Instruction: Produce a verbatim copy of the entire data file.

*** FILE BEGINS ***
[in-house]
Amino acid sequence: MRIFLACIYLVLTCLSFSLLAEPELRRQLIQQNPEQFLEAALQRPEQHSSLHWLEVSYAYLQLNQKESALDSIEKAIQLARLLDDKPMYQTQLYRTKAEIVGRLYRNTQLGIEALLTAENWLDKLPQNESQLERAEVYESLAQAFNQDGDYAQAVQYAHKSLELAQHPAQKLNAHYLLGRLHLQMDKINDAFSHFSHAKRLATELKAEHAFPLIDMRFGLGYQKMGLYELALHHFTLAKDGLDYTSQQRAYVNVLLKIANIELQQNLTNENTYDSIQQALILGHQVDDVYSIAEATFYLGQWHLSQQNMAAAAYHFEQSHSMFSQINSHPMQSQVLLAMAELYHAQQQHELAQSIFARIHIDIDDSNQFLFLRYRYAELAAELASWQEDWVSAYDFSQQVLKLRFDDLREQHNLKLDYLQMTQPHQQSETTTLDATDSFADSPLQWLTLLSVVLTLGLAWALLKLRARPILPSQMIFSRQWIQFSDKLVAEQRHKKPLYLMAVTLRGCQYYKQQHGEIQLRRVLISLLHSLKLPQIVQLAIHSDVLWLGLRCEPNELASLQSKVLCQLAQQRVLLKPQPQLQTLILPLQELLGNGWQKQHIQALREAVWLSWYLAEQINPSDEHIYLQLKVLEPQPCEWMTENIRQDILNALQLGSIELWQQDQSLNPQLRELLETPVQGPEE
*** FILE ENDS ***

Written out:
[in-house]
Amino acid sequence: MRIFLACIYLVLTCLSFSLLAEPELRRQLIQQNPEQFLEAALQRPEQHSSLHWLEVSYAYLQLNQKESALDSIEKAIQLARLLDDKPMYQTQLYRTKAEIVGRLYRNTQLGIEALLTAENWLDKLPQNESQLERAEVYESLAQAFNQDGDYAQAVQYAHKSLELAQHPAQKLNAHYLLGRLHLQMDKINDAFSHFSHAKRLATELKAEHAFPLIDMRFGLGYQKMGLYELALHHFTLAKDGLDYTSQQRAYVNVLLKIANIELQQNLTNENTYDSIQQALILGHQVDDVYSIAEATFYLGQWHLSQQNMAAAAYHFEQSHSMFSQINSHPMQSQVLLAMAELYHAQQQHELAQSIFARIHIDIDDSNQFLFLRYRYAELAAELASWQEDWVSAYDFSQQVLKLRFDDLREQHNLKLDYLQMTQPHQQSETTTLDATDSFADSPLQWLTLLSVVLTLGLAWALLKLRARPILPSQMIFSRQWIQFSDKLVAEQRHKKPLYLMAVTLRGCQYYKQQHGEIQLRRVLISLLHSLKLPQIVQLAIHSDVLWLGLRCEPNELASLQSKVLCQLAQQRVLLKPQPQLQTLILPLQELLGNGWQKQHIQALREAVWLSWYLAEQINPSDEHIYLQLKVLEPQPCEWMTENIRQDILNALQLGSIELWQQDQSLNPQLRELLETPVQGPEE